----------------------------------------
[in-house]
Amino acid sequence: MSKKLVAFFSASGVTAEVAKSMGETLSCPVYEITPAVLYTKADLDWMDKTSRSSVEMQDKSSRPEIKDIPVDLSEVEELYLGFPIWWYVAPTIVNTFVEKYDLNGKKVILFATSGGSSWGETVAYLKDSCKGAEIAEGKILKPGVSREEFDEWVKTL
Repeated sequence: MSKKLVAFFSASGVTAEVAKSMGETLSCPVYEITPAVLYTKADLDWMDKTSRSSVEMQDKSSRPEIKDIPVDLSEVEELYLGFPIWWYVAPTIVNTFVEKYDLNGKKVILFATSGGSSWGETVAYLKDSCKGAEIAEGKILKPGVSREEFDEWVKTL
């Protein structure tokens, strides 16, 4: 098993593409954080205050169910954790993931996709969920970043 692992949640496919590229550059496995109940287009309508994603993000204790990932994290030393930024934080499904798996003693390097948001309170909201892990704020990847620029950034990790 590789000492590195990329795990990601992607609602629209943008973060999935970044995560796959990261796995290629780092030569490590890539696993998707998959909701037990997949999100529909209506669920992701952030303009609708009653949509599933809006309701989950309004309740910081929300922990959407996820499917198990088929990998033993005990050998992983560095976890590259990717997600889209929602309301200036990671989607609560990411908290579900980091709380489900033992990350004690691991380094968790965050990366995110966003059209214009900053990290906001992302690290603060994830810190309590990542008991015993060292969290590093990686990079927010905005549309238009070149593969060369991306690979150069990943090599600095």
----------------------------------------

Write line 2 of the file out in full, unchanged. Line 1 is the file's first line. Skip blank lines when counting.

Amino acid sequence: MSKKLVAFFSASGVTAEVAKSMGETLSCPVYEITPAVLYTKADLDWMDKTSRSSVEMQDKSSRPEIKDIPVDLSEVEELYLGFPIWWYVAPTIVNTFVEKYDLNGKKVILFATSGGSSWGETVAYLKDSCKGAEIAEGKILKPGVSREEFDEWVKTL